The public interest in providing access to the marketplace of ideas and experiences, the Chief Justice wrote, "would scarecely be served" by compelling broadcasters to accept paid political ads, because this system would be "so heavily weighted in favor of the fiancially affluent, or those with access to wealth."

But when it came to deciding the crucially important free speech-political spending cases, Buckley v. Valeo (1976) and First National Bank of Boston v. Bellotti (1978), the court did not have those same concerns in mind.

In the Buckley case, the court threw out portions of the Federal Election Campaign Act that limited overall spending by a candidate who does not receive public financing, that restricted independent expenditures for or against a candidate and that limited personal and family contributions to a candidate's campaign. The court insisted that "the concept that government may restrict the speech, i.e., spending of some elements of our society in order to enhance the relative voices of others is wholly foreign to the First Amendment."

In the Bellotti case the court extended this reasoning to strike down a Massachusetts law prohibiting corporate expenditures on statewide referendum issues not directly related to a corporation's business interests. The court repeated that spending was the same as speech, and insisted that there was no possibility of corruption in a referendum campaign. It thereby declared open season for the influence of concentrated wealth on initiative and referendum campaigns.

When money becomes more important than people, when media mastery weighs more heavily than appeals to judgment, when opportunities to communicate with voters are extremely unequal, the result is a cynical distortion of the electoral process.

In one of his greatest opinions, Justice Holmes wrote that "the best test of truth is the power of the thought to get itself accepted in the competitions of the market . . . That at any rate is the theory of our Constitution."

But the truth-producing capacity of the marketplace of ideas is not enhanced if some are allowed to monopolize the marketplace by wielding excessive financial resources. Just as proponents of the free market system generally recognize the need for government policing of the competitive economic process by enforcement of antitrust laws, proponents of freedom of expression must recognize the need for government policing of the competitive electoral process by campaign finance laws.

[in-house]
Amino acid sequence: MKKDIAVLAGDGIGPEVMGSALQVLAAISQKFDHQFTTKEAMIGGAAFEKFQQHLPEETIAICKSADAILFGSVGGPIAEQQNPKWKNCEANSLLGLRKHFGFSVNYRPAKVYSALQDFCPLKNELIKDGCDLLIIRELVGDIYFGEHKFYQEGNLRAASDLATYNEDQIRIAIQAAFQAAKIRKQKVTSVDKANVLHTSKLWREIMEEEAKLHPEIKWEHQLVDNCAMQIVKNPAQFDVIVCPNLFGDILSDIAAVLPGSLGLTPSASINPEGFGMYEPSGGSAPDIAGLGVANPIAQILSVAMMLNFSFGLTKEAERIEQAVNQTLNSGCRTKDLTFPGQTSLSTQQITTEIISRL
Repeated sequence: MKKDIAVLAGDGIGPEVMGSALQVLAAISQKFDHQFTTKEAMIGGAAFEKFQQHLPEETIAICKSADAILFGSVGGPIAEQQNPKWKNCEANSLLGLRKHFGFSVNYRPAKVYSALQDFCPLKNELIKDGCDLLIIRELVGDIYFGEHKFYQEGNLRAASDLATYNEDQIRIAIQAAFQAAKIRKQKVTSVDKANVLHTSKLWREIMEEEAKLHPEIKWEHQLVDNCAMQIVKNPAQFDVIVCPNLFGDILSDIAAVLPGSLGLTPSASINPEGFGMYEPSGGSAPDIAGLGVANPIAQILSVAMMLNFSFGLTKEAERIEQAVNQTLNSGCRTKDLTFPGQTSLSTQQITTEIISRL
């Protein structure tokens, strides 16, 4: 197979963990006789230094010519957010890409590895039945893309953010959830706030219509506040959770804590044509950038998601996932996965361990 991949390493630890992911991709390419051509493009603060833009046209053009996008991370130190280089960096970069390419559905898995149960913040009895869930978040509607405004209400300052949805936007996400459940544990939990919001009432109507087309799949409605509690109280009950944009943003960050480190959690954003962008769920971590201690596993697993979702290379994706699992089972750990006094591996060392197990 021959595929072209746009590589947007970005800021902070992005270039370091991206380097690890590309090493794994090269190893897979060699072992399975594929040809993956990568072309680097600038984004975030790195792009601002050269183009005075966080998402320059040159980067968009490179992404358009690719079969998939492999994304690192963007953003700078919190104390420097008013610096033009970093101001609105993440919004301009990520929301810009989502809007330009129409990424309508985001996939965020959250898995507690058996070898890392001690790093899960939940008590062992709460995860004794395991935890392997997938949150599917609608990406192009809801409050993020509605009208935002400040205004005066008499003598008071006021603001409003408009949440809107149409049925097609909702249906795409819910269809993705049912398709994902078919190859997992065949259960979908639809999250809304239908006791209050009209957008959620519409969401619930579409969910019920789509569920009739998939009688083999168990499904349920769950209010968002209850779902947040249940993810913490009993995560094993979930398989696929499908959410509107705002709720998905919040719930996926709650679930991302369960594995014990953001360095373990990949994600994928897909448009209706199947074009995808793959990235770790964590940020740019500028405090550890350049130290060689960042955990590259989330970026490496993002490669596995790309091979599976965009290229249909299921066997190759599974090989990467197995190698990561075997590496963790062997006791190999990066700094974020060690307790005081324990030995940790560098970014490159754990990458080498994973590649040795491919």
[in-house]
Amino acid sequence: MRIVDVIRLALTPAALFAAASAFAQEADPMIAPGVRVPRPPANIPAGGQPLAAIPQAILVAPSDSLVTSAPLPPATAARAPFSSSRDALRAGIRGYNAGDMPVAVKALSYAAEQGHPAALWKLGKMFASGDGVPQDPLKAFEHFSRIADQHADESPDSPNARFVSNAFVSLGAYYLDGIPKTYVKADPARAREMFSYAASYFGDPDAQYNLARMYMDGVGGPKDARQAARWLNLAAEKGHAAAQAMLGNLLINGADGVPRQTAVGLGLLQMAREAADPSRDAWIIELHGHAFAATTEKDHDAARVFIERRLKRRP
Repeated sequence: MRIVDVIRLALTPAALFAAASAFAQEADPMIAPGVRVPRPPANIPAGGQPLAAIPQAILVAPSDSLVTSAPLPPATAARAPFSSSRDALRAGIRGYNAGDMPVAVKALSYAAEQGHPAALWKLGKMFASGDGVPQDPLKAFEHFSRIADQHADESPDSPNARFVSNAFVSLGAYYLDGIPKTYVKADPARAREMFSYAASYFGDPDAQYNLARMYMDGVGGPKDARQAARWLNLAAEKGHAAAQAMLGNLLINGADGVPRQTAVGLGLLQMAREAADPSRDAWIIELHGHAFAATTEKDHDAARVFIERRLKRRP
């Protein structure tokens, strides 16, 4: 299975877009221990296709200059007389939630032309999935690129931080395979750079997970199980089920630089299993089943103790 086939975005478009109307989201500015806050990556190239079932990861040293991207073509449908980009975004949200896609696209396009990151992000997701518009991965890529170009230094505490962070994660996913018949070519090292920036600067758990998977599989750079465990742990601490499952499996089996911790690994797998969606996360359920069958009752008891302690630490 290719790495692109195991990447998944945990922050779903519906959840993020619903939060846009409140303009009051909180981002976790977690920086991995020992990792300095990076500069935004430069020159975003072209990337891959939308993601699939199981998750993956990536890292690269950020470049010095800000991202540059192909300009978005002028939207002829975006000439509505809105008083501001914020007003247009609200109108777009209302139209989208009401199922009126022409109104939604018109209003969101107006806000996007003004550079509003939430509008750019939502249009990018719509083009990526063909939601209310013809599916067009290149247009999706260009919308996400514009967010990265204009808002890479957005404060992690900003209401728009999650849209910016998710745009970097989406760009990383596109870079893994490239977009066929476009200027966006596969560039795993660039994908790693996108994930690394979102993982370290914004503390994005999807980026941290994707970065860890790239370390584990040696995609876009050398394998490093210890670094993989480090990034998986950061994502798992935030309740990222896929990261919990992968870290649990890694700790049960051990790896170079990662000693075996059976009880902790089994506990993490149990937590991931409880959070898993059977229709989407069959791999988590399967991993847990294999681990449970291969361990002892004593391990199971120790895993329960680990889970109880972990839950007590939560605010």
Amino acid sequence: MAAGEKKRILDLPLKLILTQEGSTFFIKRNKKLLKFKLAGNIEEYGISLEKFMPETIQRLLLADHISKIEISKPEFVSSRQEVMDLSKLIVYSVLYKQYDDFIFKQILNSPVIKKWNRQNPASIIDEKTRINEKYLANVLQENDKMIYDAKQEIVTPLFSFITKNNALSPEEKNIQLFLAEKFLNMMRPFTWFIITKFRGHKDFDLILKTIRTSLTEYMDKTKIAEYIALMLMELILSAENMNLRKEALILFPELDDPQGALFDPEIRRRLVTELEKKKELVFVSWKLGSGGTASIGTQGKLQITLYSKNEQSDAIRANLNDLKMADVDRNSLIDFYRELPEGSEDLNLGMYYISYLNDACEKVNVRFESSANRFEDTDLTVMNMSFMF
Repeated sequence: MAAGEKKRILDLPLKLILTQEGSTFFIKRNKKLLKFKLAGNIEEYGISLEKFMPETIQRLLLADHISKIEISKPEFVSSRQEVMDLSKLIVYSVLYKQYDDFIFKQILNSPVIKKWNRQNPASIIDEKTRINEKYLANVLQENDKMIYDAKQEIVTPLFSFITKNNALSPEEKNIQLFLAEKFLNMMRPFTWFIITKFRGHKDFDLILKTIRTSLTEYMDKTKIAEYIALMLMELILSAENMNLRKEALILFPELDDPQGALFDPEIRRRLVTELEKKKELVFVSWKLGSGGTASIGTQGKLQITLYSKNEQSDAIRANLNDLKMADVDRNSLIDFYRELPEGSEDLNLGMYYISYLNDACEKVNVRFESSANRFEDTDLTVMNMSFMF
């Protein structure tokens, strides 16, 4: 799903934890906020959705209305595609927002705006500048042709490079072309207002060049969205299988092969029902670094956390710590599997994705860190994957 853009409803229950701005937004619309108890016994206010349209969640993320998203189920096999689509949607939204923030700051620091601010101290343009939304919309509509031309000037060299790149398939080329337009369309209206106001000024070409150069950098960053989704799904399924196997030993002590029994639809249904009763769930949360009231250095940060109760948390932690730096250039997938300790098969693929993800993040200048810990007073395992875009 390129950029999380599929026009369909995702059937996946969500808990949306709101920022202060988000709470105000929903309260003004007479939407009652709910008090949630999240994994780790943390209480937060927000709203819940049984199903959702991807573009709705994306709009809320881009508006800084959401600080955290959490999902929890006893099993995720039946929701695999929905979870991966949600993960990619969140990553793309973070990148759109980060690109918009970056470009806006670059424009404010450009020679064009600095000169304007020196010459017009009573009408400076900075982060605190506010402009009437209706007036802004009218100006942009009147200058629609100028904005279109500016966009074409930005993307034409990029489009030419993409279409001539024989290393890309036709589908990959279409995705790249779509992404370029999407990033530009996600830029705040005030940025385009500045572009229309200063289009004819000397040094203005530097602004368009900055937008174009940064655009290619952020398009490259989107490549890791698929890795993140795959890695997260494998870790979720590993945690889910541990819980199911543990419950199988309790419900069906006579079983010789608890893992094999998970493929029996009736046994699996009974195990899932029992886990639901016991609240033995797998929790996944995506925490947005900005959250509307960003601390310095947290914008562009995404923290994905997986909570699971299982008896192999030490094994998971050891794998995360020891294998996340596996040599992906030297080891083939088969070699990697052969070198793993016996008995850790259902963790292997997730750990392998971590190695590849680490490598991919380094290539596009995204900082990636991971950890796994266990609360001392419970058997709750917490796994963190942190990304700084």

Unchecked political expenditures, no less than crass regulation of ideas, may drown opposing beliefs, vitiate the principle of political equality, and place some citizens under the damaging and arbitrary control of others. Limiting the amount that wealthy interests may spend to publicize their views enhances the self-expression of individual citizens who lack wealth, furthering the values of freedom of speech.

In another landmark case, Whitney v. California, Justice Brandeis expounded the safety-valve function of the First Amendment. (Campaign finance reform is consistent with this function, too.) Brandeis was concerned with the views of the downtrodden and discontended. The Founders knew, he wrote, that it is hazardous to discourage thought, hope, and imagination; that fear breeds repression; that repressio payon breeds hate; that hate menaces stable government; that the path of safety lies in the opportunity to discuss freely supposed grievances and proposed remedies; and that the fitting remedy for evil counsels is good ones.

But the argument of stability and order does not support unlimited political expenditures by the wealthy, nor does it immunize the lengthening shadow of Political Action Committees (PACs) in congressional elections. Indeed, if Brandeis, who fought vigorously against big, oppressive organizations and against concentrated wealth, had witnessed the contemporary electoral scene, he might have written that it is hazardous to discourage civic spirit, hope, and participation; that disillusionment breeds alienation; that alienation breeds apathy; that apathy menaces the democratic idea; and finally that the path of safety lies in allowing individuals an opportunity to persuade the public by participating freely and equally in the electoral process.